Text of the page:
The salt in the wound was having the game tell me I only burned 55 calories, despite the fact that all of my muscles burned and I felt like I was about to die. Maybe it was supposed to make me vomit. That would certainly get rid of some calories.

Fuck you game.

EDIT: 20 minutes have gone by, and I still feel like heaving. I'm having flashbacks to middle school gym class... Except my legs hurt so much I don't know if I'd be able to dash to the toilet in time.

Sunday, January 9, 2011

Holy crap

I'm going to be speaking at the same event as Richard Dawkins.

Rock Beyond Belief just officially announced Dawkins' participation. I was one of the first people asked to participate, and now I'm on the same lineup as people like Margaret Downey, Dale McGowan, Hemant Mehta, Eugenie Scott, and Richard freaking Dawkins. I'm honored to be a part of such an amazing lineup. I'll try to do my best to not pee my pants from glee.

Though technically, I guess Dawkins and I were both speakers at the last TAM. At least now I'll have a chance for him to sign my copy of the Atheist's Guide to Christmas...which we're both contributors too.


In moments like this, I realize how awesome my life is.

Saturday, January 8, 2011

Am I officially a hippie liberal now?

In the last week I've received mail from The New York Times, the Sierra Club, Doctors Without Borders, Feeding America, the ACLU, some liberal anti-capitalism cell phone provider which I forget the name of Credo Mobile, and Washington Monthly (which advertises itself as part of the "vast left-wing conspiracy").

...Is there some list of Official Liberals somewhere that all of these organizations share? Did I finally make the cut? Does voting Democrat in Washington State automatically set you up for certain spam mailers? I wonder what voting Republican gets you...

Oh well. I guess it's more interesting than the 38975298 letters I get telling me to apply for a new credit card.

Off my ASS for the SSA - Week 1

Alright, it's time for the first report from my weight loss competition with JT Eberhard!

Starting weight: 186.4 lbs
Current weight: 181.8 lbs
Weight loss this week: 4.6 lbs

Yay! ...Okay, before anyone pops in and says "JEN! That's not less than 2 pounds! I thought you were going to be healthy!" let me explain. The first time I weighed myself was in the afternoon after eating a big lunch and while wearing jeans. Every subsequent weighing has been in the morning before breakfast while wearing lighter pajama pants. Weight fluctuates throughout the day, and when I weigh myself in the afternoon it's higher. Next week my weight loss should be closer to 2 lbs.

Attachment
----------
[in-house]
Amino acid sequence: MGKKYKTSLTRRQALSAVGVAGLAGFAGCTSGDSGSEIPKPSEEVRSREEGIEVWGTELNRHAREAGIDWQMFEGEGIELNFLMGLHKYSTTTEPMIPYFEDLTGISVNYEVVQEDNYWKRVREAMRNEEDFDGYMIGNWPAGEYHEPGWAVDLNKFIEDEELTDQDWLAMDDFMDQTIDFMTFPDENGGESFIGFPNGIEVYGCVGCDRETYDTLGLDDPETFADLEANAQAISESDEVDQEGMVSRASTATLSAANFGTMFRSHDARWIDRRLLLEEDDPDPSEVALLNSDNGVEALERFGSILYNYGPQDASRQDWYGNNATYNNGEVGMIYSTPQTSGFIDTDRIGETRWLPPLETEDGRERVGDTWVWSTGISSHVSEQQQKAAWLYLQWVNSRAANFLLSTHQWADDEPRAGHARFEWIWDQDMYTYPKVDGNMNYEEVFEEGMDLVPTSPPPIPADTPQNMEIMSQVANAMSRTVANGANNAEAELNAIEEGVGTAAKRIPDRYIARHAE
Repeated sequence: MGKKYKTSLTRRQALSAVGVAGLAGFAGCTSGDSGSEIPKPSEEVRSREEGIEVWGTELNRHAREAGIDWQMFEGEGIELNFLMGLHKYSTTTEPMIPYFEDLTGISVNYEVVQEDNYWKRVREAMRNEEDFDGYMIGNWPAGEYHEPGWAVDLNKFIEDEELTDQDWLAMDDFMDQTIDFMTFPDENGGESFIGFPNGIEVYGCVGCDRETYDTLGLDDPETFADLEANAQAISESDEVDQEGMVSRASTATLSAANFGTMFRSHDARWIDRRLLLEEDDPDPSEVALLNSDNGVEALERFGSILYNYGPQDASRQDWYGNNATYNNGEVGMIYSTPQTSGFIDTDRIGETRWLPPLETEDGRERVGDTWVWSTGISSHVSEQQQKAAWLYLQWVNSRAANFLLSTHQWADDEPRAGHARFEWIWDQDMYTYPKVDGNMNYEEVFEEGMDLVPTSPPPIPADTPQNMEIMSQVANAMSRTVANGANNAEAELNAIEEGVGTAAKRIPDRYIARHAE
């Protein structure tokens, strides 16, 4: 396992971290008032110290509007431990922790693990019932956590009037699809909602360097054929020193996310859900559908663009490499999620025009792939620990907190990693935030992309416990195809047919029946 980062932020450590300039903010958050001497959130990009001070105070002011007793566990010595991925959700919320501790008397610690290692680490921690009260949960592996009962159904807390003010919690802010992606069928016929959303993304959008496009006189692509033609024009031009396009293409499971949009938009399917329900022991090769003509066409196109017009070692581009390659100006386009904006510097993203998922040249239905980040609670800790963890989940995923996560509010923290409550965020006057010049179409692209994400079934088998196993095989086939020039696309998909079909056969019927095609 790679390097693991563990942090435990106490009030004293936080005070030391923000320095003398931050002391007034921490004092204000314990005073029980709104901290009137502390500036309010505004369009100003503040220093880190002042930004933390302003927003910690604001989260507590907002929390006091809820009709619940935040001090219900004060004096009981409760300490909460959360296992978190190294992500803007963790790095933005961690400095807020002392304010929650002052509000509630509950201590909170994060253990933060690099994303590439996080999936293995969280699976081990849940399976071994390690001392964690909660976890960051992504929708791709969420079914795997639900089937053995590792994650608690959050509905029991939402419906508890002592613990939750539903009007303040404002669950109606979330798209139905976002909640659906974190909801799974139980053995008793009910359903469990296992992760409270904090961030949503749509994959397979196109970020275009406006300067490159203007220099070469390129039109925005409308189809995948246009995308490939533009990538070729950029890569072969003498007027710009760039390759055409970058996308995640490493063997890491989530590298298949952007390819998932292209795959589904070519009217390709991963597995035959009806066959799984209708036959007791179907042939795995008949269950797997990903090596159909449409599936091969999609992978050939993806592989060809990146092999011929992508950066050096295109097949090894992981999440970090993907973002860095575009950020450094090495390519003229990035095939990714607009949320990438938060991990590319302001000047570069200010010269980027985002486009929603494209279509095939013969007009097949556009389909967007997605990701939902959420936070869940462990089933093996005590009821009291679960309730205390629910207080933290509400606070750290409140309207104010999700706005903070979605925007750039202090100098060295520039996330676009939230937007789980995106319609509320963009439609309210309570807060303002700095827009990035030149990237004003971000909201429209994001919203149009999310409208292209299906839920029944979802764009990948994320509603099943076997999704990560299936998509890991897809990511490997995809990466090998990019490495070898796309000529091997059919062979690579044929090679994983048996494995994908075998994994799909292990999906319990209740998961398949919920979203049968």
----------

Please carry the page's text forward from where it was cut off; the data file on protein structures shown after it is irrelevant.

The most helpful tool I've had so far is using LoseIt!, a calorie counter. I'm a data geek, so I love being able to see trends in my own eating habits. I feel motivated to keep using it because I want a larger sample size! I was quickly able to see how many calories pop, beer, and even juice add to my day. I've been drinking a lot more water because of that.

And even a half hour of DDR every day has been really helpful. I started getting Cs on standard mode, and I'm already back to getting As on heavy. And my legs no longer feel like they're going to fall off after just a couple songs! EA Sports Active 2 should arrive Monday, so then I'll start working on other parts of my body.

You should also know that the stakes are somewhat higher. Phil Ferguson of Skeptic Money wanted to get in on our little competition, even though we have a week's head start. If either JT or I can lose more weight than Phil before the end of the contest, he'll throw in $100 to the Secular Student Alliance. And if both JT and I lose more weight than Phil, he'll throw in $250. Unfortunately for Phil, his wife is on "Team Jen," so he's a bit doomed if she does a lot of the cooking.

And unfortunately for JT, some of the SSA staff is on Team Jen. Jesse sent me a hilarious photo of him "sabotaging" JT's sandwich with mayo. No where is safe, JT. Mwahahaha.

(Remember, you can pledge here!)

Friday, January 7, 2011

How NOT to respond to the gender gap

PZ recently made a post advertising the Southern California Secular Humanist Conference. While the poster was funny, I was a little disappointed in the list of names, and simply commented:
2/15 speakers are women? :|
Do I think that the event coordinators are sexist masterminds, purposefully plotting to exclude anyone with a preponderance of X chromosomes? Of course not. But I do think organizers need to be aware of these gender gaps. Some may be caused by subconscious sexism, but many are caused by a seemingly inescapable cycle:
  • Women aren't invited to speak at conferences...
  • So no one knows what good women speakers there are...